It's been a sunless summer on the Oregon Coast. It's the coldest summer on record, with fixed, gray skies and 6o degree days.
On this rugged edge, we rarely need sunscreen. Sweatshirts and fleece are the year-round uniform.
The Summer Writing & Adventure Camp endured a good share of gloom last week. Now in its fourth year, the one-week camp for middle school students combines writing with outdoor adventures to help youngsters see, experience and express their world in new ways.
This year, students hiked the temperate rainforest at Cape Perpetua, kayaked the Alsea Bay, and battled a blustery wind across the Alsea Bay Bridge. Clamming was cancelled because it was too cold (52 degrees) to bear the combination of cold air and cold water. Our beach walk was abandoned, too.
The kayak trip on Thursday, however, would not, could not, be cancelled. It was the carrot of the week. One boy showed up Monday in his gear, ready to go (four days too soon). And many of the kids admitted they didn't really like to write but really wanted to kayak.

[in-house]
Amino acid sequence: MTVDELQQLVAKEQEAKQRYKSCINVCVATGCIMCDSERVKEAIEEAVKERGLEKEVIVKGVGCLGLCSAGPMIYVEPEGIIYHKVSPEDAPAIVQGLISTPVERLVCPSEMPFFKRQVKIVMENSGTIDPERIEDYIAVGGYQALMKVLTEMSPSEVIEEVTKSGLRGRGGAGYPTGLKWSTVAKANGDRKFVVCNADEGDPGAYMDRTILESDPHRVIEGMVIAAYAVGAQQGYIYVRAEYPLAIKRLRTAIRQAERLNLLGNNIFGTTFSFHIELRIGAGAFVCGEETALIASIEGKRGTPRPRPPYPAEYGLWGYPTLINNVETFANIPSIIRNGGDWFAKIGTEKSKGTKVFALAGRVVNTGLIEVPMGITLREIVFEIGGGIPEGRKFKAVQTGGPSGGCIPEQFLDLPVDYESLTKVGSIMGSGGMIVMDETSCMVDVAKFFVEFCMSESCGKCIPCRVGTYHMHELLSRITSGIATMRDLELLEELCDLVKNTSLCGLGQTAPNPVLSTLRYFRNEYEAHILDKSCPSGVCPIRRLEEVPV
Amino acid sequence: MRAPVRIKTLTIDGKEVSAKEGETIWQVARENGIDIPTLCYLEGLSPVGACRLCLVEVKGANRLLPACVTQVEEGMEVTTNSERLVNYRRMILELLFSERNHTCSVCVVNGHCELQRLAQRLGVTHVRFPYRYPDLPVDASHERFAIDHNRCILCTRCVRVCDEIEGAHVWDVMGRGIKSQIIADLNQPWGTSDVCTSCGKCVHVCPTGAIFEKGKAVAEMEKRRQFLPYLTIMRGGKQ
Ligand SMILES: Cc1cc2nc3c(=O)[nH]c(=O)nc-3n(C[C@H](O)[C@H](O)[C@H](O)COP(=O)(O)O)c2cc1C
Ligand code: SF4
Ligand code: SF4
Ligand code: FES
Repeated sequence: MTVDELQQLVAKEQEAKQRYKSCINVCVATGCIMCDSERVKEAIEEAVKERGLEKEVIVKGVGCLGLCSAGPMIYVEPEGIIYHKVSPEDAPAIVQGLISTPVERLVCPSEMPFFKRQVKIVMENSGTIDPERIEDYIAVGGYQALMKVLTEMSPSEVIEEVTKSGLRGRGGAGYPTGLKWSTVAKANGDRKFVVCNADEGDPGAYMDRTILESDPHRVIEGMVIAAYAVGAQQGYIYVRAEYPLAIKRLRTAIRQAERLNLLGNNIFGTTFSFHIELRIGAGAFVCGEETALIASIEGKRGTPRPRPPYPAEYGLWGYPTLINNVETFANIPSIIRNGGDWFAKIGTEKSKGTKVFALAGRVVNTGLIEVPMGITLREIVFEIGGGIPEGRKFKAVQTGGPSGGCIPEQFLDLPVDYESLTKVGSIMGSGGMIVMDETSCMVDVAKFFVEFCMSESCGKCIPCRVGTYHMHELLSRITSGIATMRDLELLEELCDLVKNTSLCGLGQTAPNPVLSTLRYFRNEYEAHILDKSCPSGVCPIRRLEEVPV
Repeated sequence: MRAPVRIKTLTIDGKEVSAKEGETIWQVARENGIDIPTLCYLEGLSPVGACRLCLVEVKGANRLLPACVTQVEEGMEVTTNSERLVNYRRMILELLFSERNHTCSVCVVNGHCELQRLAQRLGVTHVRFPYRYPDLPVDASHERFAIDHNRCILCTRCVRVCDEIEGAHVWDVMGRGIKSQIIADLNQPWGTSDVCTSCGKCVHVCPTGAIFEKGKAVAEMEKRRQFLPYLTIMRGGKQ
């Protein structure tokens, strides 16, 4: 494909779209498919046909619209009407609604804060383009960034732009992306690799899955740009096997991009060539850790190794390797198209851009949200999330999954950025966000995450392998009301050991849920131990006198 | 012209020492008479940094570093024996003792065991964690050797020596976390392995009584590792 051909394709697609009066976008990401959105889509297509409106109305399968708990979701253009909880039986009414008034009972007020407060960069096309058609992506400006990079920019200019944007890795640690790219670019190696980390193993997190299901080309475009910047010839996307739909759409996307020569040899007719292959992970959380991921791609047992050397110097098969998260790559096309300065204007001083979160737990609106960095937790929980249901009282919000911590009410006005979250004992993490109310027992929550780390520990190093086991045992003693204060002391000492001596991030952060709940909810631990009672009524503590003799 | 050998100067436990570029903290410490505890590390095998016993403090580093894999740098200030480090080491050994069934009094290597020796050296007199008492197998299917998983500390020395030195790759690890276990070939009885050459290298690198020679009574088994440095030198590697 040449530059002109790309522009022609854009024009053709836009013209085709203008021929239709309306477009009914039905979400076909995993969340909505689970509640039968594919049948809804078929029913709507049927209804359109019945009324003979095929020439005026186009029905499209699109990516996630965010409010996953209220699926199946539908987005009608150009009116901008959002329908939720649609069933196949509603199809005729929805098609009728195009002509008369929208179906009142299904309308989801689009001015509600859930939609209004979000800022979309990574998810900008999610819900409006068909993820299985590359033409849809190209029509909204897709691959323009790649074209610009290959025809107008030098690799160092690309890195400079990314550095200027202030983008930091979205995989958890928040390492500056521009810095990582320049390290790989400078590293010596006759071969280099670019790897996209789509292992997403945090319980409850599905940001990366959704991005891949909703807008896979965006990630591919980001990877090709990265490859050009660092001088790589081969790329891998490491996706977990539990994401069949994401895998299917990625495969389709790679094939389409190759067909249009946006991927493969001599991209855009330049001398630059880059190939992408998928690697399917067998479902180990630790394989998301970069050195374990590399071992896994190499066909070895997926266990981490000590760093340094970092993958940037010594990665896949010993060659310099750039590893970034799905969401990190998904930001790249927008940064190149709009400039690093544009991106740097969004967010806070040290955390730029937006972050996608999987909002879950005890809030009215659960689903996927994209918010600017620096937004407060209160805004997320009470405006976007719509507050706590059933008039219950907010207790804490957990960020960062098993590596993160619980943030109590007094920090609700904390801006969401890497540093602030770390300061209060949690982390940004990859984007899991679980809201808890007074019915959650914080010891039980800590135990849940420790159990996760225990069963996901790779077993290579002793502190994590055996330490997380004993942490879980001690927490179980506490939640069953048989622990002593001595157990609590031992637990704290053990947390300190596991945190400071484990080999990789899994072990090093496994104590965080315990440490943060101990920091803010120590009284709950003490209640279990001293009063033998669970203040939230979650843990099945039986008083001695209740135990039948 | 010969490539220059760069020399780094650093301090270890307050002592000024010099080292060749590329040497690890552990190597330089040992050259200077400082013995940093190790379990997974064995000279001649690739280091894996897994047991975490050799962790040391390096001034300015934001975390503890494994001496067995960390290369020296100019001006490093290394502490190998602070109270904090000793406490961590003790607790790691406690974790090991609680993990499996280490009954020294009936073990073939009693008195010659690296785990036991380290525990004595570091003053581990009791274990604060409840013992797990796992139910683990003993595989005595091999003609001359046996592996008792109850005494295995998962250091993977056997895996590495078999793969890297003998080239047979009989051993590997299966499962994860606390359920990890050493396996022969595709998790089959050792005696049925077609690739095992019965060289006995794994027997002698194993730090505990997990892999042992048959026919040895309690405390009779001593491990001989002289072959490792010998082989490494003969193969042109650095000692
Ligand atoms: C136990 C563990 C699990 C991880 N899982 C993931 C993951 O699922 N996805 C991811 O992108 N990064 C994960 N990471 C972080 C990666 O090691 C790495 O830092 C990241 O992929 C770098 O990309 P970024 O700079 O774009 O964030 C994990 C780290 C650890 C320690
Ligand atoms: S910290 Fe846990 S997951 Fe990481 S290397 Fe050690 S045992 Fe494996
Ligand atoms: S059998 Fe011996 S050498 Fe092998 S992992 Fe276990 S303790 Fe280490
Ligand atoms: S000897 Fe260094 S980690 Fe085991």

On Thursday morning, the sky spit rain. The thermometer dropped. But the kids were still ready and eager. I added layers of clothing, and supplied extra coats. One young camper told me, "I never expect it to be sunny so I'm never disappointed."
But I am not so wise. Even after six years of coastal living, I still expect a summer season. I spent much of last week seeking divine intervention. And in the critical hours — as our hapless group launched from the shore and paddled against wind and current across the Alsea Bay — the sun shined when we needed it most.
Summer Writing & Adventure Camp was redeemed! Hope returned. And I was cheered enough to know that even in the gray, bright spots will still shine.
How to be a Summer Camp Adventure Writer
Look for skies to part,
clouds to thin,
sun to shine.
Hike a trail.
Touch sitka, alder, fir.
Carry flowers. Lick slugs.
and small words like
Yes, Please, I will try.
Against wind, walk a bridge.
Collect words. Let poetry
blanket, comfort, ignite.
Paddle a slough.
Cross a bay.
Listen for heron,
egret, gulls, for the
giggle of troubles lifted.
Reach for words,
- Drew Myron